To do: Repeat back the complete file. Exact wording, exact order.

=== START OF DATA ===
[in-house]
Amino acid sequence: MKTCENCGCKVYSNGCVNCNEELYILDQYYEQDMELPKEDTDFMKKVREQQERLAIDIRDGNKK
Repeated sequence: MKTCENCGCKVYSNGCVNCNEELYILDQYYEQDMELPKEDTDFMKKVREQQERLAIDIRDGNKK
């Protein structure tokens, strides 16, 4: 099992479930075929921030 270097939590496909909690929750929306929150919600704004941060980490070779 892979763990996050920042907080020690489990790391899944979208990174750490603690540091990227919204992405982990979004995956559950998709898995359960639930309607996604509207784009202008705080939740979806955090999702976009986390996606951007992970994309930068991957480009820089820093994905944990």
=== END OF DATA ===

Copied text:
[in-house]
Amino acid sequence: MKTCENCGCKVYSNGCVNCNEELYILDQYYEQDMELPKEDTDFMKKVREQQERLAIDIRDGNKK
Repeated sequence: MKTCENCGCKVYSNGCVNCNEELYILDQYYEQDMELPKEDTDFMKKVREQQERLAIDIRDGNKK
């Protein structure tokens, strides 16, 4: 099992479930075929921030 270097939590496909909690929750929306929150919600704004941060980490070779 892979763990996050920042907080020690489990790391899944979208990174750490603690540091990227919204992405982990979004995956559950998709898995359960639930309607996604509207784009202008705080939740979806955090999702976009986390996606951007992970994309930068991957480009820089820093994905944990």